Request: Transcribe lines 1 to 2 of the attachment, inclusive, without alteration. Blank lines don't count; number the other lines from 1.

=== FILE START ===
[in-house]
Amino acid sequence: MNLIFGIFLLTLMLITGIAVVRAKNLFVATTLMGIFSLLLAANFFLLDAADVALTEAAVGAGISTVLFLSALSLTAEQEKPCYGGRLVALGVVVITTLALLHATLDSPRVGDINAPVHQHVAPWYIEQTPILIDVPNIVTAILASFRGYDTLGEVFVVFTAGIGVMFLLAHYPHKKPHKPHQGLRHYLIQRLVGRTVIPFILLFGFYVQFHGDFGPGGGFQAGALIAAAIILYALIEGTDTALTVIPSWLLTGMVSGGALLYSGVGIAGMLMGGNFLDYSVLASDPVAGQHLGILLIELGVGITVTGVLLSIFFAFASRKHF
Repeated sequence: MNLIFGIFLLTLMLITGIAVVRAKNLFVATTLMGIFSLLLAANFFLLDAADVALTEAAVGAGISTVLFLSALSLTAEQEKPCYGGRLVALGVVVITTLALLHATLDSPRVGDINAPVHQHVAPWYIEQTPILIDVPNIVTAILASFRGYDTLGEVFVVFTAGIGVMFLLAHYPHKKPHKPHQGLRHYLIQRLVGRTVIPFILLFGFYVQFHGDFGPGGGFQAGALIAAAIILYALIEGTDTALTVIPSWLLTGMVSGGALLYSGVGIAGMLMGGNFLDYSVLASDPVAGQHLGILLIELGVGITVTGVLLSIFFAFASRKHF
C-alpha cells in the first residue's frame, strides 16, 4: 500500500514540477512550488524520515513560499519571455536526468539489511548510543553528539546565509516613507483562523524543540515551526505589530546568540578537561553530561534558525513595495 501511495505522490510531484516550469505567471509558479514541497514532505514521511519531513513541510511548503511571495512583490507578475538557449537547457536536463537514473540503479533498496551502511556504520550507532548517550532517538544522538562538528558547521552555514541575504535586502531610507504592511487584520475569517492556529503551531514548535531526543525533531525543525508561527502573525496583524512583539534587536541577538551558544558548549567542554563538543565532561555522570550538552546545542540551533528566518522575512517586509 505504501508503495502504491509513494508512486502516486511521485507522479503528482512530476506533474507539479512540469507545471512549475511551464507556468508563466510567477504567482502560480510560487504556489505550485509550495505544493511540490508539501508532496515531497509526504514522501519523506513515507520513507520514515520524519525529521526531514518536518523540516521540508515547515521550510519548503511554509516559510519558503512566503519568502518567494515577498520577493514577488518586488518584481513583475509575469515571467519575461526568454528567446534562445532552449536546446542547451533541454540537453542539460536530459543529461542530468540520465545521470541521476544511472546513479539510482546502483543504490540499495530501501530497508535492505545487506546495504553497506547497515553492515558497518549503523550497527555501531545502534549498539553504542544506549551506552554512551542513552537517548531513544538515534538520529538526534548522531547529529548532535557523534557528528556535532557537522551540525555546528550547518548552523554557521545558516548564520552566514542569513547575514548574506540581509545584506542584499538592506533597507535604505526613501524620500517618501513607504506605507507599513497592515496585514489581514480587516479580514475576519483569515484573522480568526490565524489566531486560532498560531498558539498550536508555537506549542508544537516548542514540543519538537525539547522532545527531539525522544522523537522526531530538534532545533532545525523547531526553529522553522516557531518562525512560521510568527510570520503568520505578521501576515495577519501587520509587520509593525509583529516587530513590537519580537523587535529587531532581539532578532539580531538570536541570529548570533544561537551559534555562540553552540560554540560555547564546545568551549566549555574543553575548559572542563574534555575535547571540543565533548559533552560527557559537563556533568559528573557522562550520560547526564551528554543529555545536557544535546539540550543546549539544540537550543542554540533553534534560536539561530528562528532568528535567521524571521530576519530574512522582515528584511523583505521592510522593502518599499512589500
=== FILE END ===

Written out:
[in-house]
Amino acid sequence: MNLIFGIFLLTLMLITGIAVVRAKNLFVATTLMGIFSLLLAANFFLLDAADVALTEAAVGAGISTVLFLSALSLTAEQEKPCYGGRLVALGVVVITTLALLHATLDSPRVGDINAPVHQHVAPWYIEQTPILIDVPNIVTAILASFRGYDTLGEVFVVFTAGIGVMFLLAHYPHKKPHKPHQGLRHYLIQRLVGRTVIPFILLFGFYVQFHGDFGPGGGFQAGALIAAAIILYALIEGTDTALTVIPSWLLTGMVSGGALLYSGVGIAGMLMGGNFLDYSVLASDPVAGQHLGILLIELGVGITVTGVLLSIFFAFASRKHF